Enterprise Intelligence Tools Tame Business Knowledge Glut

  • Written By: D. Geller
  • Published: October 6 2000

Enterprise Intelligence Tools Tame Business Knowledge Glut
D. Geller - October 6, 2000

Event Summary

Skila, Inc. wants to solve some of the problems of the Information Age. The biggest problem, after the glare on your screen, is that there's too much information to wade through. Industry studies claim that there are 2 million new pages of information made available on the Web every day, with more than 50,000 new websites becoming available each week. Skila's own studies of executives in the pharmaceutical industry show that information is beginning to clog the arteries of commerce:

  • For these executives, searching for information occupied 26% of their time

  • On the most used search tool it takes them an average of seven attempts to find valuable results

Skila believes that by 2003, productivity of the average knowledge worker will decrease by 10% as a result of information overload. Skila's solution to this critical problem is to provide discipline specific intelligent searching and knowledge management tools.

Skila's core offering, Global Healthcare Intelligence Platform, which is targeted to the marketing and business side of the growing healthcare and bioresearch industries, has three major components.

The company has developed a customized message-based middleware package that locates, parses and stores information of interest to the target audience. The sites examined include real-time news alerts, public sources such as the SEC, the FDA and the Patent Office, proprietary news from licensed sources like Lexis-Nexus and Dialog, and pay-per-view and subscription sources like Medline.

They also have a technology called Intelligration that combines and synthesizes all of these external data, as well as relevant data from the company's own databases. This synthesis produces a database, called the Intellibase, that provides "concise views of actionable data."

Finally, underlying both of these is a carefully crafted healthcare lexicon that represents more than a hundred years of labor. This lexicon is an essential part of the process of identifying and categorizing useful information from the many diverse sources that Skila uses. Skila's offerings are hosted at UUNet and delivered to customers via the Web.

Skila has just added a new offering, called eWorkbench, this is an internet plug-in product that allows users of the Intelligration technology to apply Skila's knowledge analysis and capture tools to any website. When a user browsing a website presses the "Intelligrate" button that eWorkbench adds to the browser, all Skila-controlled vocabulary terms are detected, highlighted and made "mouse sensitive," and a summary of the healthcare content of the document is presented. Clicking on such a term will cause eWorkbench to access and present related Skila content.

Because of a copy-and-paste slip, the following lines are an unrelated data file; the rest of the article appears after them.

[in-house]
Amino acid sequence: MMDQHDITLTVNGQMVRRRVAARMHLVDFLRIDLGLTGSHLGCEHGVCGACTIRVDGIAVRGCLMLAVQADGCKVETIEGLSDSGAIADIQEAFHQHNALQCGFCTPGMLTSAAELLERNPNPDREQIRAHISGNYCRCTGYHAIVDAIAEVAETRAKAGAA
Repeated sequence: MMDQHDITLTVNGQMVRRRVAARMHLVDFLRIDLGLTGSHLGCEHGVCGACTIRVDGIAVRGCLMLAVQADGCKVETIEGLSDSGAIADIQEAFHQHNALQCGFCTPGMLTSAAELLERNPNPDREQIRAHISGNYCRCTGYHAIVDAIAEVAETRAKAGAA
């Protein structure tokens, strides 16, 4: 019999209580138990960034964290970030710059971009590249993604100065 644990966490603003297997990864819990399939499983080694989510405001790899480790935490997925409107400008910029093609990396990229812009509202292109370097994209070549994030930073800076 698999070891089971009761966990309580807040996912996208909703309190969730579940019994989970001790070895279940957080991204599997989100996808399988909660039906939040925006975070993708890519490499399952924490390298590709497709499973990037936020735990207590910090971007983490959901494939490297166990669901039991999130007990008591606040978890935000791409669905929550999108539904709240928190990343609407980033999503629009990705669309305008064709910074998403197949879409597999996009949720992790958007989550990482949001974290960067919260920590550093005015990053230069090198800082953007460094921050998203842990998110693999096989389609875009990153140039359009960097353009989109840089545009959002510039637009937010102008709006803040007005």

Market Impact

Skila claims about 25 major customers, many of which have a number of divisions that license the Global Healthcare Intelligence Platform. Companies may also choose to employ Skila's platform as an enterprise-wide solution.

While there are many ways for business-side professionals in the healthcare field to find information, Skila's per seat license price seems easy for companies to justify. Skila should be able to capture a significant percentage of the market before a true competitor makes an appearance.

However, when a competitor appears it is likely to take its first shot in another vertical where reducing the time to do research has a large payoff. We're sure that Skila has plans to expand to other verticals too, so they may have to make rapid strategic decisions about when to branch out.

User Recommendations

The CIO or CTO of a healthcare or bioresearch firm should definitely consider Skila. It can be a fairly simple matter to establish need: Assign some analysts to shadow the marketing executives to determine the nature and efficiency of their Web-based research. An overall improvement of as little as 5-10% is enough to justify Skila on an ROI basis. A second step would be to arrange a pilot test to determine whether the quality of the research that Skila presents makes a positive difference to their work.

We think, though, that the real proof of the product's effectiveness will come if you and your staff begin to wonder when Skila will produce the same kind of offering for IT knowledge workers. If that happens, call Skila's Marketing Department and tell them about your interest. TEC already has.

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